The years before the Russian revolution brought continued successful activity as a composer and as a conductor. In 1902 Rachmaninov married Natalya Satina and went on to pursue a career that was bringing him increasing international fame. There were journeys abroad and a busy professional life, from which summer holidays at the estate of Ivanovka, which he finally acquired from the Satins in 1910, provided respite. During the war, however depressing the circumstances, he continued his concert engagements, not being required for military service, as he had anticipated. All this was interrupted by the abdication of the Tsar in 1917 and the beginning of the Revolution.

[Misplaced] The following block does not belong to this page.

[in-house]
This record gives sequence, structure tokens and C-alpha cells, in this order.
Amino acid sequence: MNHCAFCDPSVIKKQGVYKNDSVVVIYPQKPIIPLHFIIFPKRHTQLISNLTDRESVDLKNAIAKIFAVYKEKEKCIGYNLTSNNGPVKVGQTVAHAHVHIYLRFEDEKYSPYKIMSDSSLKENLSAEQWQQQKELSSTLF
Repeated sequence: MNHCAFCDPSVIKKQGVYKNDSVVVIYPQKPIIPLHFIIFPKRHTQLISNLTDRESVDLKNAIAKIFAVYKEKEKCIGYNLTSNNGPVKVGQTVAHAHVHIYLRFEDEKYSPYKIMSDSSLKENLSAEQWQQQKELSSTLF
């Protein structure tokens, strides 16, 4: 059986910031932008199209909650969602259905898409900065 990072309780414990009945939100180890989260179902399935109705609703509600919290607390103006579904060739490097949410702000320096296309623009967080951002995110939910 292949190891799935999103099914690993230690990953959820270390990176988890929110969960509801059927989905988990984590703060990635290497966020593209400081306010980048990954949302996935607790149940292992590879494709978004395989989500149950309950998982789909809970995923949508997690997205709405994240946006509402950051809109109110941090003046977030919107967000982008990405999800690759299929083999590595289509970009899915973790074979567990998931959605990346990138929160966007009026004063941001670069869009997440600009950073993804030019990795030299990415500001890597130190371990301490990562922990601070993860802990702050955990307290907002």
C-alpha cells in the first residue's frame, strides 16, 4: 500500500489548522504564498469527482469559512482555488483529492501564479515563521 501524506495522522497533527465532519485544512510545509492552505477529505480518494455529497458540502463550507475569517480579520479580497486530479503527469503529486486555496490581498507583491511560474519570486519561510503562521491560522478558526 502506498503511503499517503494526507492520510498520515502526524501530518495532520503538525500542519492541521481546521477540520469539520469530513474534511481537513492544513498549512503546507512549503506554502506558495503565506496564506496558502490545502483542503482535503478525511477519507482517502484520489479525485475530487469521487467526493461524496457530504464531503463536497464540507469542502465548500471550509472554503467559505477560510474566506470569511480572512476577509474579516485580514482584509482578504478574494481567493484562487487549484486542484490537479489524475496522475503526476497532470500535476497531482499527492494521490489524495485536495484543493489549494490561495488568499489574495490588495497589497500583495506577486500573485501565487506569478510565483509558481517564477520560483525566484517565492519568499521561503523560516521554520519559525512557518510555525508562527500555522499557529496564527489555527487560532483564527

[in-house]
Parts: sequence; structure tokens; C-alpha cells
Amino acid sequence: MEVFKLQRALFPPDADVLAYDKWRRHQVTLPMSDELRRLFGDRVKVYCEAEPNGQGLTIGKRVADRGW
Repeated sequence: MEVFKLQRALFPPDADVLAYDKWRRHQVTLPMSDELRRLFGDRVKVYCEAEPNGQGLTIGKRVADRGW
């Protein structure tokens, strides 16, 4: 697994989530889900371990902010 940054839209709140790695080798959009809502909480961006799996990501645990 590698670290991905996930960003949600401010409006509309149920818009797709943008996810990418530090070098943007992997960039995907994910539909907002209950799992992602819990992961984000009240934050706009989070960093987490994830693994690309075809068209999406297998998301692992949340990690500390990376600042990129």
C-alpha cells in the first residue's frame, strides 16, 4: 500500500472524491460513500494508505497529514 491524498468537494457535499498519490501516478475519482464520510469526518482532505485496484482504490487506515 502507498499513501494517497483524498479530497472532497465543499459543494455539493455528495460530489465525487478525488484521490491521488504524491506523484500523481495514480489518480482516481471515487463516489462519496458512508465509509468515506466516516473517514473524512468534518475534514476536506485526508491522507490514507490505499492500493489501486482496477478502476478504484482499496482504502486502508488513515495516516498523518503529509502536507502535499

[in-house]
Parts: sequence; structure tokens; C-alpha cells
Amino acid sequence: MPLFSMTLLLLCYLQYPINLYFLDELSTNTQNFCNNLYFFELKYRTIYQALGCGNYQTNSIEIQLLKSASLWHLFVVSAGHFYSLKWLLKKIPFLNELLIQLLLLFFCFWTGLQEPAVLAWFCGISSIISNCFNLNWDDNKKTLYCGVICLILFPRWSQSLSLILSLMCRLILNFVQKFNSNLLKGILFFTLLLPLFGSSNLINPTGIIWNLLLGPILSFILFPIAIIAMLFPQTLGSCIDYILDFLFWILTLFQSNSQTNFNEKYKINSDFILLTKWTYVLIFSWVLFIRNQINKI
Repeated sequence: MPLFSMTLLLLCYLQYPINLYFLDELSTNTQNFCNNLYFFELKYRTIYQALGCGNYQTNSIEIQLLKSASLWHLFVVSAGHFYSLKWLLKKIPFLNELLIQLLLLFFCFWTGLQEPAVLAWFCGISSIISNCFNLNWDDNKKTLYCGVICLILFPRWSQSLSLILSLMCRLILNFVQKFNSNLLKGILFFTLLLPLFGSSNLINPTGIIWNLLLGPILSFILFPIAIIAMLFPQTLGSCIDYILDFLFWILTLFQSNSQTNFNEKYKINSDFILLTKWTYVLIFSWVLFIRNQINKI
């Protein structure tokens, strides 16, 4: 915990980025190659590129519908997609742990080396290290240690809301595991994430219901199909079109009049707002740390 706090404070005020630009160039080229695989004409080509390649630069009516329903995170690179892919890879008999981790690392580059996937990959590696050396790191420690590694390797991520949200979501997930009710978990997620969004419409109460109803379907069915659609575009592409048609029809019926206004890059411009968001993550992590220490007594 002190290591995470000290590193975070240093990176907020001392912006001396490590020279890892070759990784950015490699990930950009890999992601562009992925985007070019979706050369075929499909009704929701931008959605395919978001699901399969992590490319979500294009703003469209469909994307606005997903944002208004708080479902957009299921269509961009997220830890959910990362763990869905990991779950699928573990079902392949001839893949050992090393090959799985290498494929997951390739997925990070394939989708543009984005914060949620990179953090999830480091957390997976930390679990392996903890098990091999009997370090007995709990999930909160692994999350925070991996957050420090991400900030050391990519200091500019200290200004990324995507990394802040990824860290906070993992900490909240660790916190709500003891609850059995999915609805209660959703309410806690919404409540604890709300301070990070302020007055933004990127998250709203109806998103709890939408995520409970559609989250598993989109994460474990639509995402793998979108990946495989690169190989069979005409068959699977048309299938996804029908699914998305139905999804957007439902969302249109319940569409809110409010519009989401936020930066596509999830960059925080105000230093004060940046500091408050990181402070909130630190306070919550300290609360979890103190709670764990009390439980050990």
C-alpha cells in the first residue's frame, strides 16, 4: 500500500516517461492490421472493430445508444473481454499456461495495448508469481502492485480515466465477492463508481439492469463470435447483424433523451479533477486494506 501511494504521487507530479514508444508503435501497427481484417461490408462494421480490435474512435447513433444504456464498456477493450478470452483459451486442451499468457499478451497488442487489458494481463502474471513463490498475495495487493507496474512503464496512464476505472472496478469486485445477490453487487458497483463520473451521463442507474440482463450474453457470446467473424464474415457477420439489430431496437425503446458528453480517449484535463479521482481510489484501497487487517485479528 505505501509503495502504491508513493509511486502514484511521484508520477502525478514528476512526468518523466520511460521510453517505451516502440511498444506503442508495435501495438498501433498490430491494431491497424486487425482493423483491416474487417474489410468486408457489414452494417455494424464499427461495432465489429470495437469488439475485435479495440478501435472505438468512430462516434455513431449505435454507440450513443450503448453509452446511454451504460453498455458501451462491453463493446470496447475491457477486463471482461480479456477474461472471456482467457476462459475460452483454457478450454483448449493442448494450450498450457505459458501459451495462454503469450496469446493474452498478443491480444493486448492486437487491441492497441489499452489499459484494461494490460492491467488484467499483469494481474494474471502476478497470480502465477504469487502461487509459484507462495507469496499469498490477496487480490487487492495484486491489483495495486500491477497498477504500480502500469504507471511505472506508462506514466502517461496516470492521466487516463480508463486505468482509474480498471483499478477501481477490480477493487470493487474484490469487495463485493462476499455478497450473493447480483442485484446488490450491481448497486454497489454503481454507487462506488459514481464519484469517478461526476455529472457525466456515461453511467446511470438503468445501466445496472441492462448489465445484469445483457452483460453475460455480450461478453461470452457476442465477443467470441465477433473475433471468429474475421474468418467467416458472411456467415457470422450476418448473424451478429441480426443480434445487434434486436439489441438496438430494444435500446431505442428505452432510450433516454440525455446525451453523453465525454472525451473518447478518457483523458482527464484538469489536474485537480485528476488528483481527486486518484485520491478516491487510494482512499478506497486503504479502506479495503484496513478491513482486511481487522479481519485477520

Rachmaninov left Russia in 1917. From then until his death in Beverly Hills in 1943, he was obliged to rely largely on performance for a living. Now there was, in consequence, much less time for composition, as he undertook demanding concert-tours, during which he dazzled audiences in Europe and America with his remarkable powers as a pianist. His house at Ivanovka was destroyed in the Russian civil war and in 1931, the year of his Variations on a Theme of Corelli, his music was banned in Russia, after he had added his signature to a letter to the New York Times, drawing attention to the atrocities being committed by the then Russian government. The ban was withdrawn two years later. He spent much time in America, where there were lucrative concert-tours, but established a music publishing-house in Paris and built for himself a villa near Lucerne, where he completed his Rhapsody on a Theme of Paganini in 1934 and his Third Symphony a year later. In 1939 he left Europe, to spend his final years in the United States.